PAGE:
Tarikua Sue was Tarikua Sue until the Tuesday afternoon that we sat in the IAN office in Addis Ababa, Ethiopia. We were getting our run down of how court works, what they will ask us and what to expect. We had been told by other adopting families to ask the staff to see her personal file.
They brought the file over and as we were perusing it, in this office in Ethiopia where the sounds of the city are coming in the office. Where we had been immersed in the culture, the people, the life, the sounds, the tastes, the REALITY of it all, suddenly I could see Tarikua's story through her mother's eyes.
We are not allowed to share her story publicly, out of respect to her privacy, but I will say her mother passed away when Tarikua was a small child.
Suddenly I was thrown into my mom's hospital room during the last moment's of her life. I remembered my mother's concerns as she lay on her death bed, that we would all forget her and that life would just go on as if she never existed. That we would forget everything that she meant to us and how our entire lives were a product of her influence.
And then I saw Tarikua's mother, who too was on her death bed. As a mother myself, I could imagine the worries and fears going through her mind as she knew her last seconds in this life were coming to an end. How, as a mother, could you leave peacefully knowing that your young child would be left alone in this cold, cruel world with no one to look after her. There is nothing you can do to stop death from happening, but I can imagine doing everything you possibly could to claw your way out of going towards "the white light".
I was in tears in the adoption office. Never had her mom's story became so clear to me, never had her story been so personal, so heartbreakingly real to me. I had to hold back the sobs that were starting to overtake me.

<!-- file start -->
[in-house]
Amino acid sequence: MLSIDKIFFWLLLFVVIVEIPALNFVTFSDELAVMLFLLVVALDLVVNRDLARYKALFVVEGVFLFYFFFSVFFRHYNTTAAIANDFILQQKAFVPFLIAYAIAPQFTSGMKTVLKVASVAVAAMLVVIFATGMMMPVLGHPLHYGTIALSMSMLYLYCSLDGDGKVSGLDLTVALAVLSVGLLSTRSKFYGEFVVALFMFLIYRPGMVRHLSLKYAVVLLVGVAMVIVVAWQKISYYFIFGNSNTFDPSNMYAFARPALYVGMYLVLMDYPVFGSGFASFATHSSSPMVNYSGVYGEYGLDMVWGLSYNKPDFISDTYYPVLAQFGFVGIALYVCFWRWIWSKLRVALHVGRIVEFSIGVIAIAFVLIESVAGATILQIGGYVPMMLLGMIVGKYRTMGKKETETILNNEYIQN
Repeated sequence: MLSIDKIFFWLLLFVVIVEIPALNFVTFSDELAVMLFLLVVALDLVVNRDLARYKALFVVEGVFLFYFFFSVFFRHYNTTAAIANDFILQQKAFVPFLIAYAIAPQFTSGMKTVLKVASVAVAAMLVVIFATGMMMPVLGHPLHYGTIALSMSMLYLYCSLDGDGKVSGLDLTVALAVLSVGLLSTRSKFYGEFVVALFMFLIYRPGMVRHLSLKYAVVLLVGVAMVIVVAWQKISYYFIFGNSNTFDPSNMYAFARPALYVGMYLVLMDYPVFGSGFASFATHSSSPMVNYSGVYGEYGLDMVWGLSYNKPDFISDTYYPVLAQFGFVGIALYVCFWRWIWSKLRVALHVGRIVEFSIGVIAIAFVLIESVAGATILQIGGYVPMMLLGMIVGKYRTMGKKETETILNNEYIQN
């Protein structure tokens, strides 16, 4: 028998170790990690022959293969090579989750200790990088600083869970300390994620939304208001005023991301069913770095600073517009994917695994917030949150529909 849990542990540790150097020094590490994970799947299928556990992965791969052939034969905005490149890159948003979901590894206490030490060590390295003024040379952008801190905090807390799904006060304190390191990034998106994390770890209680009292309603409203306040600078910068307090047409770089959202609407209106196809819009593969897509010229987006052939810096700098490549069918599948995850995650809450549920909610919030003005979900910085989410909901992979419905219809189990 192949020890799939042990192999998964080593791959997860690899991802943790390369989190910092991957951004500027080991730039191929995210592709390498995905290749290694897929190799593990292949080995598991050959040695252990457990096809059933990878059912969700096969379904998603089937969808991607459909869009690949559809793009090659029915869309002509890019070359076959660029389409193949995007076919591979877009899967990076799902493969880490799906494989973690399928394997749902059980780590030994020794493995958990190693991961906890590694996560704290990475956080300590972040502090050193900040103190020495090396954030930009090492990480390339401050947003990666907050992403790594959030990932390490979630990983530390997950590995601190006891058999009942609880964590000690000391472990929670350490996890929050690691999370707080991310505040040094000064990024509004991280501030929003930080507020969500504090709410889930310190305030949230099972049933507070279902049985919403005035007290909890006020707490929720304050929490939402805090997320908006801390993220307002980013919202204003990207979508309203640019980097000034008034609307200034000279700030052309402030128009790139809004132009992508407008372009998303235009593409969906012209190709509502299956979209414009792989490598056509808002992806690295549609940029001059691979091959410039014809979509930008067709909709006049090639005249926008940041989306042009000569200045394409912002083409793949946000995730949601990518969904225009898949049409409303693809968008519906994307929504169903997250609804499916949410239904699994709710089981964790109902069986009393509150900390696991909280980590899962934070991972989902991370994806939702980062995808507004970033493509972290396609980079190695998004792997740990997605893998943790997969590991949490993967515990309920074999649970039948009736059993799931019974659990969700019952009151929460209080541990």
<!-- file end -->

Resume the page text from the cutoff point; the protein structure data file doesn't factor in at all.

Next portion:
My heart just breaks for Melkame.
That is her mother's name. A beautiful Ethiopian name, which means "Happy". A woman whose tragic ending makes for a beautiful beginning for us. Adoption is born from tragedy, but is an example of God's redeeming love and grace. I will never take Melkame's place, nor do I have any desire to. I simply want to be a continuation of her legacy, to raise Tarikua in a way that would make her proud and give her the peace that her daughter is going to be loved and treasured.
In that office, in that moment, I knew that my mother's legacy is in me. That I am a daughter that leaves behind her story and helps keep her memory alive. I may not have her name, but I have her hopes, her dreams, her loves, her hates. I am my mother's memory.
And Tarikua is Melkame's. I cannot, do not, want to take away Melkame's legacy. I want Tarikua to carry her story and to have pride in her mother's life and to know her mother loved her far beyond what she could imagine.
I decided my mother's legacy lives on through her 5 children. I know my legacy lives on through my children, and I want Melkame's legacy to live on through her child. And because of that I'd like to introduce our fourth child...
Tarikua Melkame Kellerstrass meaning "My Happy History" and a Happy History she has.